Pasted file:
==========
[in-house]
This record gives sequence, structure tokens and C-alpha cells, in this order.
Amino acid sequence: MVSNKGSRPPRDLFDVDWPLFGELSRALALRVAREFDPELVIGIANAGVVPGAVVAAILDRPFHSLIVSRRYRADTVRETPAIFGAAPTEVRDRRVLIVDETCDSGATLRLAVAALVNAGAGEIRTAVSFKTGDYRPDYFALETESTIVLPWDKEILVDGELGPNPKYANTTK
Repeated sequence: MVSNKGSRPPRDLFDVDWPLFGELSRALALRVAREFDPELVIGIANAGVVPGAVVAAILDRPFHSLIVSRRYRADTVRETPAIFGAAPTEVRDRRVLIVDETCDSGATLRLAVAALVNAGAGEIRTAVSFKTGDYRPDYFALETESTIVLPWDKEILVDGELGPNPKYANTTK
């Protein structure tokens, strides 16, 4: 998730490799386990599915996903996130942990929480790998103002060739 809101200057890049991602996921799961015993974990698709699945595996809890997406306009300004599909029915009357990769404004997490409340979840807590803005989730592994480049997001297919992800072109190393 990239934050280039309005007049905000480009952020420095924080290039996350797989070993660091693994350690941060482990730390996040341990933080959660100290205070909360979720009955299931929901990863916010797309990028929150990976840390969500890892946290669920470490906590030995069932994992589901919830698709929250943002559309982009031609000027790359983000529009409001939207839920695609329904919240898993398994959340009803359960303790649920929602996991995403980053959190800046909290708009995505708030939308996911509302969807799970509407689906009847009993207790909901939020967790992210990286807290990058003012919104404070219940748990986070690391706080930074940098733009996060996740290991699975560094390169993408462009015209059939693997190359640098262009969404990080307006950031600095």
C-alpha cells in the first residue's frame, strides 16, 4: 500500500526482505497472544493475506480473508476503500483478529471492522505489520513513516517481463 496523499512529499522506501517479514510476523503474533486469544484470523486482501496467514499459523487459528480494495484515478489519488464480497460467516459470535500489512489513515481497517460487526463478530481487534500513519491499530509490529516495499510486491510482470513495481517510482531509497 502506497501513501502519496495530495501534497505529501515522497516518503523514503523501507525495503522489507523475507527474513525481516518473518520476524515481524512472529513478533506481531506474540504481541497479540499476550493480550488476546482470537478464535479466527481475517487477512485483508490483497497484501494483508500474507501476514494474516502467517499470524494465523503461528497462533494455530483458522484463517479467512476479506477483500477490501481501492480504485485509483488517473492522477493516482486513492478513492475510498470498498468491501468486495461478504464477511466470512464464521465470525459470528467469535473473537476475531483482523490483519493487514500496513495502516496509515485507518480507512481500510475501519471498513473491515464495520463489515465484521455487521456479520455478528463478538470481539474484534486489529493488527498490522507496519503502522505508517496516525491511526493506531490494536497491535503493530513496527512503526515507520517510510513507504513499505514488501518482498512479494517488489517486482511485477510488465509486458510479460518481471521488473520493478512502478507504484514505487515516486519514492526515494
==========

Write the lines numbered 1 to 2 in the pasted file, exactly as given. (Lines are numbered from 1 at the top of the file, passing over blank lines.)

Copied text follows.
[in-house]
This record gives sequence, structure tokens and C-alpha cells, in this order.